• FIG. 5 illustrates an exemplary operational flow diagram 600 of a process to receive inputs within the client user interface 800 and communicate the inputs to the remoted JPanels. At 602, a user initiates an input at the client. For example, the user touches a position within the first view 802, as displayed on, e.g., the client computing device 114N. The first view 802 may be provided as a remoted JPanel in accordance with the method 500. At 604, the coordinates of the input are communicated to the server remote access application. At 606, the remoted JPanel received coordinates are mapped to a control. For example, a user input may be received at coordinates (x, y) and mapped to control 814 a represented by the first view 802. At 608, the coordinates are dispatched through the Lightweight Dispatcher 756 and mapped to the control 814 a in the remoted first view 812 of an application user interface 810. For example, the Lightweight Dispatcher 756 navigates a hierarchy of JAVA server controls to determine which control the event received at 602 relates to. At 610, the operation indicated by the user input is performed. For example, the control 814 a is actuated and the operation indicated by the control 814 a is performed to e.g., move, draw an element within the heavyweight view 816. For example, the control 814 a may cause a line 818 to be drawn.
  • FIG. 6 illustrates an exemplary client user interface showing implementations of a puck control 820. In some implementations, the puck control 820 may be provided to enable certain modes of mouse operation when such modes are not natively available or awkward to complete on the client computing device. For example, in a mouse move mode of operation, a mouse cursor may be moved over a handle in e.g., the second views 806 and 816. The mouse move may provide feedback, such as the handle changing color, or the cursor changing from a pointer to a hand. Another mode may be a mouse drag, where a button is pressed while the user is moving the mouse. This may be used when a user grabs a handle to shrink or grow the handle.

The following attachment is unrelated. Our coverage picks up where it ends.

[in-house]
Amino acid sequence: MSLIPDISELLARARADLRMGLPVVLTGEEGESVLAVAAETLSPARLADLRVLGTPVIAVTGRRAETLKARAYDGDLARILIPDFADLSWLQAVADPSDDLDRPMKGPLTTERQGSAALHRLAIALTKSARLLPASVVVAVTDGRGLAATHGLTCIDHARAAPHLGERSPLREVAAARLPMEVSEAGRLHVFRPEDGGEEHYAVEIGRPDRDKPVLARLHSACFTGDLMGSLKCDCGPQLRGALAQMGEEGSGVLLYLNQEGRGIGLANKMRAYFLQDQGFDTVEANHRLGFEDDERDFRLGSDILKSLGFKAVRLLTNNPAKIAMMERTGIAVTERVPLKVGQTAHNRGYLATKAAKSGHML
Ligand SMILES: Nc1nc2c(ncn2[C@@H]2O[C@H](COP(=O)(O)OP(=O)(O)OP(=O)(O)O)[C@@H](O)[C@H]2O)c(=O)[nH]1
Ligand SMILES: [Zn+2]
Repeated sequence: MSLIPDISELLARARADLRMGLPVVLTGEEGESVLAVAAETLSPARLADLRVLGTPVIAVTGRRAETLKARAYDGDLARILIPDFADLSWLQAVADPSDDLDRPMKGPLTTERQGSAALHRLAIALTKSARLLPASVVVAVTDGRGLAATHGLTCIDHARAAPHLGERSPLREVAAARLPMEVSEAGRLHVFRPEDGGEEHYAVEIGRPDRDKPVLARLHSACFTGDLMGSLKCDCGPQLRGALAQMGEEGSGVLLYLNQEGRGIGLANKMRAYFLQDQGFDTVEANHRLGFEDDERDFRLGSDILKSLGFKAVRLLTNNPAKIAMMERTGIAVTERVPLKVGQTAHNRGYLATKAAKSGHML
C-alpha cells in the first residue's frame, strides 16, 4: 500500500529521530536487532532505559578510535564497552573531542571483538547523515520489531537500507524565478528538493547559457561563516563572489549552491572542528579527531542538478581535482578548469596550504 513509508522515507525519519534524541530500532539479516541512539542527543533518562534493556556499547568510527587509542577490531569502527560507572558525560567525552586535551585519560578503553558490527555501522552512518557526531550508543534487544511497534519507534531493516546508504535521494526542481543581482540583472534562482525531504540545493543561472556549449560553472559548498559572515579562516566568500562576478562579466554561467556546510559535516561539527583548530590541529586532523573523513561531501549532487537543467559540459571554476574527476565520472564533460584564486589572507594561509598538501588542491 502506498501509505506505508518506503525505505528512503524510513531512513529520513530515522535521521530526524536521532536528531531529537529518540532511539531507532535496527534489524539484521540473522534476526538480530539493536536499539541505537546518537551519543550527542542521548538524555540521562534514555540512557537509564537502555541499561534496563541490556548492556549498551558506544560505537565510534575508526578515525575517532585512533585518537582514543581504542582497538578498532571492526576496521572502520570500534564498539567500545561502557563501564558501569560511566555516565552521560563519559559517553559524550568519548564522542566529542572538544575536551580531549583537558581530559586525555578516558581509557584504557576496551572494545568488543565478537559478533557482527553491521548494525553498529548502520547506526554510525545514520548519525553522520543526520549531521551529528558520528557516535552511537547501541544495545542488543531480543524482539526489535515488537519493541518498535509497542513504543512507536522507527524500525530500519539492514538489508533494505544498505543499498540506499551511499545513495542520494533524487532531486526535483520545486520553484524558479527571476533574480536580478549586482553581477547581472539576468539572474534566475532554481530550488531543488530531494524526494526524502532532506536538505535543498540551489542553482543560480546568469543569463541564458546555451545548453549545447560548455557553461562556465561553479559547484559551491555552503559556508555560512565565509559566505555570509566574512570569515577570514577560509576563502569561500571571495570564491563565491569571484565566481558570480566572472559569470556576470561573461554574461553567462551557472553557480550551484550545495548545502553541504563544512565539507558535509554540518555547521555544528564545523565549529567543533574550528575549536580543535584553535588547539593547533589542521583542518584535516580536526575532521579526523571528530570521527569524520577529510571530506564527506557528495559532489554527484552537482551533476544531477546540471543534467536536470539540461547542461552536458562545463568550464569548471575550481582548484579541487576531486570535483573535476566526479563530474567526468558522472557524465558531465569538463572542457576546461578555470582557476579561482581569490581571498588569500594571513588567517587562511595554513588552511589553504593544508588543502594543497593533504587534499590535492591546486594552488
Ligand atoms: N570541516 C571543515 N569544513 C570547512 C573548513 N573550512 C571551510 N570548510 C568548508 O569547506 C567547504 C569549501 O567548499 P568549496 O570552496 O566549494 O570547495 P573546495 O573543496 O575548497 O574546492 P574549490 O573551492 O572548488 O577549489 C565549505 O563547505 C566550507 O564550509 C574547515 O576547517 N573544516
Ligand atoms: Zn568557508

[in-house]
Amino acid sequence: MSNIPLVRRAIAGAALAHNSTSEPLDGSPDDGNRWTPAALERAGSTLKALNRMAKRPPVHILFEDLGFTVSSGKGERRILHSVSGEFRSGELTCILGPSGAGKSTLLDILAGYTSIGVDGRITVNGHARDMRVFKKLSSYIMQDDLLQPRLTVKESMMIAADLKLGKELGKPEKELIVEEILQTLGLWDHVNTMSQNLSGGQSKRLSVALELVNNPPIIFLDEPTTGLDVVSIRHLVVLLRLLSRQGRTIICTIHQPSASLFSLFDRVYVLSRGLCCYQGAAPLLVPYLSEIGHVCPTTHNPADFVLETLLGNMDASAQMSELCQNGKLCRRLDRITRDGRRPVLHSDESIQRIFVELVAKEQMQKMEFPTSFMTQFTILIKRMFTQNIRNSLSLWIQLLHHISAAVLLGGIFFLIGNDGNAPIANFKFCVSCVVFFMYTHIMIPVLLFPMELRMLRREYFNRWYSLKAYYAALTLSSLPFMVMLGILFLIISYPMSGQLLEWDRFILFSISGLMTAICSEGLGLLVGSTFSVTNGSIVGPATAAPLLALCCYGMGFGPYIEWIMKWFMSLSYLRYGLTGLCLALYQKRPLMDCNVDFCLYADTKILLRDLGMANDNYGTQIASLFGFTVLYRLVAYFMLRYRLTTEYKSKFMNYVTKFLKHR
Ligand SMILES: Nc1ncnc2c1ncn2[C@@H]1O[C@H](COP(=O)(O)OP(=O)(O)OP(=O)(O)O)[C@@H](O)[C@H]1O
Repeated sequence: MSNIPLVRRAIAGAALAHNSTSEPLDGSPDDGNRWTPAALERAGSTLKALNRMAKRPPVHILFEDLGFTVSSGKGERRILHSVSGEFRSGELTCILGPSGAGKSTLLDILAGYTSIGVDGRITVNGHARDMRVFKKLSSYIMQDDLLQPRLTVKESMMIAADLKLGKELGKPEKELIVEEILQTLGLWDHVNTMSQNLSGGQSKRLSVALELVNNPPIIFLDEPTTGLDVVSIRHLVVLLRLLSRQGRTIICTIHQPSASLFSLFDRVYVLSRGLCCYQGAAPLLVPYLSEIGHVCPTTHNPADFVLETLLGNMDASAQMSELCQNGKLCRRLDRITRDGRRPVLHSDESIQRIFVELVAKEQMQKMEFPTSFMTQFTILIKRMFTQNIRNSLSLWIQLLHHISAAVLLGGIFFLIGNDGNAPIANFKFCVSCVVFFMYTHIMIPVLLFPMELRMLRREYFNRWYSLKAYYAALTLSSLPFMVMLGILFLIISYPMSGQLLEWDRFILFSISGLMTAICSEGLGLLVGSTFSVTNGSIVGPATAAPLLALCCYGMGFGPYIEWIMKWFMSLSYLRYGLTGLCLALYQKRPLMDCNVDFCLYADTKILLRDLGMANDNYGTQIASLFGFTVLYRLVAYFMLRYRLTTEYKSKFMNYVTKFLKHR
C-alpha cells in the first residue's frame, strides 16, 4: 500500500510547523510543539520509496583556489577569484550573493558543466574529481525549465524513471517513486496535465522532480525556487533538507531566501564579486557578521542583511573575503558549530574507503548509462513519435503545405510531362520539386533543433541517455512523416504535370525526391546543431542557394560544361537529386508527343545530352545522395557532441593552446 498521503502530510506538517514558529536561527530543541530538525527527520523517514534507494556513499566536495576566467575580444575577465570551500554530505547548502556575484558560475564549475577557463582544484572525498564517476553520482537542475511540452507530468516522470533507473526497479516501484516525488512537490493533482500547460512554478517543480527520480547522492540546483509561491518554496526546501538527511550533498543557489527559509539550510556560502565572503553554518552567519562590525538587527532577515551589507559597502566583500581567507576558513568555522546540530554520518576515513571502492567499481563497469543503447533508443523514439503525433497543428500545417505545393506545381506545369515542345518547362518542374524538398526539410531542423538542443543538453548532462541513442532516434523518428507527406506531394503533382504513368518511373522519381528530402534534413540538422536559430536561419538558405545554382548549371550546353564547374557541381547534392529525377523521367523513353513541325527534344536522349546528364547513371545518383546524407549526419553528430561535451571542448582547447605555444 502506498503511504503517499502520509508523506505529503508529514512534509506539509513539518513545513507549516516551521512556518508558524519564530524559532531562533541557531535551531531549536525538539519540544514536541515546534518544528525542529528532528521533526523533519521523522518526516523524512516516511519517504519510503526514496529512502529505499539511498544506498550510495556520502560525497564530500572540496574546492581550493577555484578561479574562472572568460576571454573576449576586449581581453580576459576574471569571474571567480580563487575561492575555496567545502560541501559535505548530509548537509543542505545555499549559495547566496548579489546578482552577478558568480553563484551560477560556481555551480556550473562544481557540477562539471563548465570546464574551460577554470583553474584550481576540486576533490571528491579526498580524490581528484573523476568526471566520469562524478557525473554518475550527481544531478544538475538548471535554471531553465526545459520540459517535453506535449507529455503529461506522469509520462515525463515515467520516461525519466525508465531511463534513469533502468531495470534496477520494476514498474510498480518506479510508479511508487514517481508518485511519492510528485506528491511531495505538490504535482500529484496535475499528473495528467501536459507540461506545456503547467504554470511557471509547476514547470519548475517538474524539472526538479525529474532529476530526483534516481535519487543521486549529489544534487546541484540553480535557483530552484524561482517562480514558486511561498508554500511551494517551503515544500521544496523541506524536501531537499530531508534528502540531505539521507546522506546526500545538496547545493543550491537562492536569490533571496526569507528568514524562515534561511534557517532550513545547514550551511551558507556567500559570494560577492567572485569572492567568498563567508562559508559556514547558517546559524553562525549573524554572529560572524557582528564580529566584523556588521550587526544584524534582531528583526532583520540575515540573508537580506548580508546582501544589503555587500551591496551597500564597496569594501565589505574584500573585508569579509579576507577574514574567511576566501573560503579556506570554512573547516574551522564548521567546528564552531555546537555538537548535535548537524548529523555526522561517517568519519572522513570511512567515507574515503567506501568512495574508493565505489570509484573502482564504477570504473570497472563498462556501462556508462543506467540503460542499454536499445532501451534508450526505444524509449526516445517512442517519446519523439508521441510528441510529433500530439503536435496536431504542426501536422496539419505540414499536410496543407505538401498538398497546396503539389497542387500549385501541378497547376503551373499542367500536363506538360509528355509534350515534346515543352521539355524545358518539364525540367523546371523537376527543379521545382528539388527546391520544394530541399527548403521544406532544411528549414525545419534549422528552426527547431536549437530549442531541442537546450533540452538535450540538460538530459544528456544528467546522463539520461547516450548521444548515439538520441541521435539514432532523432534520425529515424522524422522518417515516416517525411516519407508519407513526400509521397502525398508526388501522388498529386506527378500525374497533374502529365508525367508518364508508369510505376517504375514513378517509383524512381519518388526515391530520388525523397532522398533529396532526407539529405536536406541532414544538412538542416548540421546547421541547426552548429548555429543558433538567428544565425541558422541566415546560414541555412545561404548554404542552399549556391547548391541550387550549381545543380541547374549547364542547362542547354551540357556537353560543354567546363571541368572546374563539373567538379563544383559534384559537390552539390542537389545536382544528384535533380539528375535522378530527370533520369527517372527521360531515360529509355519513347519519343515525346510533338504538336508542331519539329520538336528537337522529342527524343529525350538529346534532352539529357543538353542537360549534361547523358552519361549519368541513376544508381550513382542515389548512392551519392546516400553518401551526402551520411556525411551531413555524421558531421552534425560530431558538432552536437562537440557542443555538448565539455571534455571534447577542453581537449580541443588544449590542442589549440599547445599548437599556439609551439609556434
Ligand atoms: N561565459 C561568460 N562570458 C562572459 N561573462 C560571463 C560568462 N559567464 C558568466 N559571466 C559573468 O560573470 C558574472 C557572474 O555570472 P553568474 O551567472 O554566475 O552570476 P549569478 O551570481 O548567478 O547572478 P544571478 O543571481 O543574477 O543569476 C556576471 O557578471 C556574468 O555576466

• The above modes may be accomplished on, e.g., a touch screen, such as client computing device 112N using the puck control 820 where views presented by the client computing device the server computing device are substantially the same. To facilitate a mouse move, a user may drag the puck control 820 around the touch screen. An arrow 824 may point to an on-screen location. To enter into a drag mode, a user may double tap the puck control 820 which toggles dragging and changes the color of the pointer. Dragging stays ON until the user double taps a second time. The puck control 820 serves to address problems that may arise when a user's finger leaves the surface of the screen, but the desire is not to interrupt the action that the user started. Thus, in accordance with the above, the puck control 820 may provide for “mouse over,” “mouse hover” “mouse move” and “mouse drag” modes of operation. It is noted that the puck control 820 is not limited to such modes, as additional modes may be provided.